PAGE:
I have and though the jury is still out, I'm convinced iodine makes a difference for me at least. Be sure you don't have an iodine allergy if you're considering trying this.
Also, though iodine can be deficient and that can cause a number of problems, iodine alone is unlikely to be a total solution to multiple issues. I take ammonium iodide daily because it converts to free iodine immediately without which removes a step in the iodine conversion process, but even iodine supplementation alone were sufficient for everyone else, I can say with certainty I would be the exception where it is not. I wish!
That said, 1) after eliminating the possibility of an iodine allergy, 2) because skin only absorbs what is needed and 3) only a small amount is needed to begin with, it's safe for most people to paint it across the base of the throat where the thyroid is and see if it's absorbed quickly. Some say the alcohol content in OTC 2% iodine tincture causes it to disappear quickly, however I get the same results using non-alcohol potassium iodide or ammonium iodide. I'm sure there's a factor in how absorbable a person's skin is as well, e.g., dry and dehydrated as mine wants to be, versus hydrated skin and consideration should also be given to whether or not an oil or lotion barrier is on skin that could prevent absorption. I've noticed that iodine absorbs equally well in the same places on me if it's applied before or after progesterone in a Vitamin E carrier. So some things might be a carrier while others are barriers.
I've also experimented with painting the entire bottoms of my feet with 2% iodine or 10% povidone and watched it absorb almost immediately in various places. Obviously that's a given where skin is thinner or thicker in spots, but I'm specifically referring to thin skinned areas under the big toe areas above, below and where they bend. The skin is quite soft there and iodine is almost completely absorbed within minutes. Though it may only be conincidence, interestingly that is exactly the points where the thyroid gland and other glands are represented on reflexology charts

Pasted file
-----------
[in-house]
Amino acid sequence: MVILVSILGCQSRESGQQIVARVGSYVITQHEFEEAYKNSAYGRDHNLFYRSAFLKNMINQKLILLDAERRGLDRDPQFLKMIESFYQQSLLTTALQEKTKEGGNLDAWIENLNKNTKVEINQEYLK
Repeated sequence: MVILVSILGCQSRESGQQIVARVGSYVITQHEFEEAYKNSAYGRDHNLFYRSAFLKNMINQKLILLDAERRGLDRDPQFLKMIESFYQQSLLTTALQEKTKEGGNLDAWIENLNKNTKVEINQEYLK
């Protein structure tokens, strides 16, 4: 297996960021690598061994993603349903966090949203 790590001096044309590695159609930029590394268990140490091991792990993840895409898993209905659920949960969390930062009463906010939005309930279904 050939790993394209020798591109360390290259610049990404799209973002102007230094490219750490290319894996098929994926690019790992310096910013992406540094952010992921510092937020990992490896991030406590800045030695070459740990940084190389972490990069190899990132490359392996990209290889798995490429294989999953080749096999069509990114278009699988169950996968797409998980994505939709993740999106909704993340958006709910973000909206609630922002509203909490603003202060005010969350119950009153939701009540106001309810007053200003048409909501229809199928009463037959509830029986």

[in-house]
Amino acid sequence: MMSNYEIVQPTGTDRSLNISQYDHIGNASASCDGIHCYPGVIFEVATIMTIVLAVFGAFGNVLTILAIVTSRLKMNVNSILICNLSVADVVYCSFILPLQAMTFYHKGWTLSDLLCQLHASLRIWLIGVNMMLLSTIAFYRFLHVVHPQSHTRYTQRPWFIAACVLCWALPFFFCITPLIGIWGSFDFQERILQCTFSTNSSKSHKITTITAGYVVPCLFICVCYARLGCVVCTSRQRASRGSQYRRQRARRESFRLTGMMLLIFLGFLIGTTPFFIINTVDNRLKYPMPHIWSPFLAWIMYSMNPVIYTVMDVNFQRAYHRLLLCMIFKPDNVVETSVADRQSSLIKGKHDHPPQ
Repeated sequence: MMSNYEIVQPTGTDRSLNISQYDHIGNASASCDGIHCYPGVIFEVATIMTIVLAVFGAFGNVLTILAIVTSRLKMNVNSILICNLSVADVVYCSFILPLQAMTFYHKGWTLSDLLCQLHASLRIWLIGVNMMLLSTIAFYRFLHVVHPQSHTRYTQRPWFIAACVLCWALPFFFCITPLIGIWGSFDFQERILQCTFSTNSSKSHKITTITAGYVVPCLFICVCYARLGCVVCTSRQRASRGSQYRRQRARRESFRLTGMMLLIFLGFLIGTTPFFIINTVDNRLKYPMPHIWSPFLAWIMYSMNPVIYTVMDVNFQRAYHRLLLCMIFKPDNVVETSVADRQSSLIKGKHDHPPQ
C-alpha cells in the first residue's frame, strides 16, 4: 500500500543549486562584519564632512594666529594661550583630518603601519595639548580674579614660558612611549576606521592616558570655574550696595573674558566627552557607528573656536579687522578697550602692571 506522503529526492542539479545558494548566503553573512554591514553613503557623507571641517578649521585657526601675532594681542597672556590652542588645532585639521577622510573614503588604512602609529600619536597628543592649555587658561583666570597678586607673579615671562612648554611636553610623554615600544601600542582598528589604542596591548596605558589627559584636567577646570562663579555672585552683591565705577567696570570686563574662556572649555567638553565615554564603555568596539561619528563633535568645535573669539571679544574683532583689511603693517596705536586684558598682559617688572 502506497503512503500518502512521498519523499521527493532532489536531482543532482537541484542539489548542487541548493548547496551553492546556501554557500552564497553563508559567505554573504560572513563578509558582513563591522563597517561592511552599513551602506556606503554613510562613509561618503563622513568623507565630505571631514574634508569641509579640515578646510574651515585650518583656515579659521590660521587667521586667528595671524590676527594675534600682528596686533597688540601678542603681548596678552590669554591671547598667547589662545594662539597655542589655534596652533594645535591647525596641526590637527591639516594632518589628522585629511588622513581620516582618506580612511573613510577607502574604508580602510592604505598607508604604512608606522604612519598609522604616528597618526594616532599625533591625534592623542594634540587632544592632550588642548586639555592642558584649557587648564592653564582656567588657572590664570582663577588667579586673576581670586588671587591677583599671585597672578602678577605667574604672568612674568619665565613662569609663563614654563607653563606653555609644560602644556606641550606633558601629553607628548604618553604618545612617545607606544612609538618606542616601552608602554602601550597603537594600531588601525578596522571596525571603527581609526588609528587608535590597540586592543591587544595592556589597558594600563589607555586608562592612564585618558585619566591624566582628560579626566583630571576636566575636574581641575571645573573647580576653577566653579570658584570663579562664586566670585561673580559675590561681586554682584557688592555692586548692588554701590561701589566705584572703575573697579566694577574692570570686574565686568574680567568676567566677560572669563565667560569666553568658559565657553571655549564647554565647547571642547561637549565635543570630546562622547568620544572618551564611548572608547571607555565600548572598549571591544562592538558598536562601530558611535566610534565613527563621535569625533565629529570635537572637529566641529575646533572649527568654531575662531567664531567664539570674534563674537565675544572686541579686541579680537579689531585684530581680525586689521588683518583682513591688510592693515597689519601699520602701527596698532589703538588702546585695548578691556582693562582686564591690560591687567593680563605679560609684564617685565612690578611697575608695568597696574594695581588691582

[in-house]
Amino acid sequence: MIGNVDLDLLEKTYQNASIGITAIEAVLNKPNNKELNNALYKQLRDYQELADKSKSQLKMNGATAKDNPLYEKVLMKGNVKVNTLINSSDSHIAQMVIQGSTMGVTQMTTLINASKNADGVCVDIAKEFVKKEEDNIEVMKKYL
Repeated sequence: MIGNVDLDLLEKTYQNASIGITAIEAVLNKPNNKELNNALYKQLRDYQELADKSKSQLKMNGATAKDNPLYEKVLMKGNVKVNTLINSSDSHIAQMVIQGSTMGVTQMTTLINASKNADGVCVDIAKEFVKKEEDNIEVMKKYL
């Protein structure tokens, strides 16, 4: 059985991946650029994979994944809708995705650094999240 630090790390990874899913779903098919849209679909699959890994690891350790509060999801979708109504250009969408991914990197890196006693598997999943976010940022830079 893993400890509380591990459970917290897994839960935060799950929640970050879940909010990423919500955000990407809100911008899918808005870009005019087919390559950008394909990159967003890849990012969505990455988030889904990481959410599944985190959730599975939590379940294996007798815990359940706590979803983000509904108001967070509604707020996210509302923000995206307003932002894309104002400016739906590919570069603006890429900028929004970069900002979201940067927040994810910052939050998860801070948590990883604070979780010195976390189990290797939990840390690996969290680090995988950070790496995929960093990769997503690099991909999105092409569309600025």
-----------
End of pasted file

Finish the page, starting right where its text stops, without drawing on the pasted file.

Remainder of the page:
Until now I hadn't thought to try it on my hands and compare that to a hand reflexology chart, but I will tomorrow.
Here is some interesting reading about iodine immediately available online that may spur other helpful investigation:
"Cautions: Potassium iodide supplements should be used with caution in cases of dehydration, acne, heat cramps, adrenal insufficiency, and cardiac disease. Prolonged use during pregnancy is not advisable."
The Content on this Site is presented in a summary fashion, and is intended to be used for educational and entertainment purposes only. It is not intended to be and should not be interpreted as medical advice or a diagnosis of any health or fitness problem, condition or disease; or a recommendation for a specific test, doctor, care provider, procedure, treatment plan, product, or course of action. MedHelp is not a medical or healthcare provider and your use of this Site does not create a doctor / patient relationship. We disclaim all responsibility for the professional qualifications and licensing of, and services provided by, any physician or other health providers posting on or otherwise referred to on this Site and/or any Third Party Site. Never disregard the medical advice of your physician or health professional, or delay in seeking such advice, because of something you read on this Site. We offer this Site AS IS and without any warranties. By using this Site you agree to the following Terms and Conditions. If you think you may have a medical emergency, call your physician or 911 immediately.